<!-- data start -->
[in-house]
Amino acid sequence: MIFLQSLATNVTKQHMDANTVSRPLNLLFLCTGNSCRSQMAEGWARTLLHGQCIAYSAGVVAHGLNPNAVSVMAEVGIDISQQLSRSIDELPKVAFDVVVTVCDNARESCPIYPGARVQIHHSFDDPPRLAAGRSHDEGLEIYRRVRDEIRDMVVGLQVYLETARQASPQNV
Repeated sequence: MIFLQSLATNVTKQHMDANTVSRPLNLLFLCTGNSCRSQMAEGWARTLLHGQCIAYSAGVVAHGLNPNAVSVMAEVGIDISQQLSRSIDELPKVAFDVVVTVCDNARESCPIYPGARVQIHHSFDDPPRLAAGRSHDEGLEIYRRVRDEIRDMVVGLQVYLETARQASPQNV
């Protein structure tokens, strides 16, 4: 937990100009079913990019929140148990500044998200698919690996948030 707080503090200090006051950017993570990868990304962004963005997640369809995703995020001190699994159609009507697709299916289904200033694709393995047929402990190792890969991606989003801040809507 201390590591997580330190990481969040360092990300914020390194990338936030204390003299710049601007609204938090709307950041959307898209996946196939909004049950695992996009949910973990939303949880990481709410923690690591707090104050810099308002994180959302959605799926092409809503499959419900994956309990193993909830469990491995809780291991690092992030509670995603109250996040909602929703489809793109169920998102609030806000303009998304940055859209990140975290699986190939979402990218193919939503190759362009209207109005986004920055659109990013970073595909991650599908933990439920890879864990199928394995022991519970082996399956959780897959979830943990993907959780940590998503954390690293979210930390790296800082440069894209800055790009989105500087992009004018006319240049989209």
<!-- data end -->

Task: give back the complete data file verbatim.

[in-house]
Amino acid sequence: MIFLQSLATNVTKQHMDANTVSRPLNLLFLCTGNSCRSQMAEGWARTLLHGQCIAYSAGVVAHGLNPNAVSVMAEVGIDISQQLSRSIDELPKVAFDVVVTVCDNARESCPIYPGARVQIHHSFDDPPRLAAGRSHDEGLEIYRRVRDEIRDMVVGLQVYLETARQASPQNV
Repeated sequence: MIFLQSLATNVTKQHMDANTVSRPLNLLFLCTGNSCRSQMAEGWARTLLHGQCIAYSAGVVAHGLNPNAVSVMAEVGIDISQQLSRSIDELPKVAFDVVVTVCDNARESCPIYPGARVQIHHSFDDPPRLAAGRSHDEGLEIYRRVRDEIRDMVVGLQVYLETARQASPQNV
């Protein structure tokens, strides 16, 4: 937990100009079913990019929140148990500044998200698919690996948030 707080503090200090006051950017993570990868990304962004963005997640369809995703995020001190699994159609009507697709299916289904200033694709393995047929402990190792890969991606989003801040809507 201390590591997580330190990481969040360092990300914020390194990338936030204390003299710049601007609204938090709307950041959307898209996946196939909004049950695992996009949910973990939303949880990481709410923690690591707090104050810099308002994180959302959605799926092409809503499959419900994956309990193993909830469990491995809780291991690092992030509670995603109250996040909602929703489809793109169920998102609030806000303009998304940055859209990140975290699986190939979402990218193919939503190759362009209207109005986004920055659109990013970073595909991650599908933990439920890879864990199928394995022991519970082996399956959780897959979830943990993907959780940590998503954390690293979210930390790296800082440069894209800055790009989105500087992009004018006319240049989209």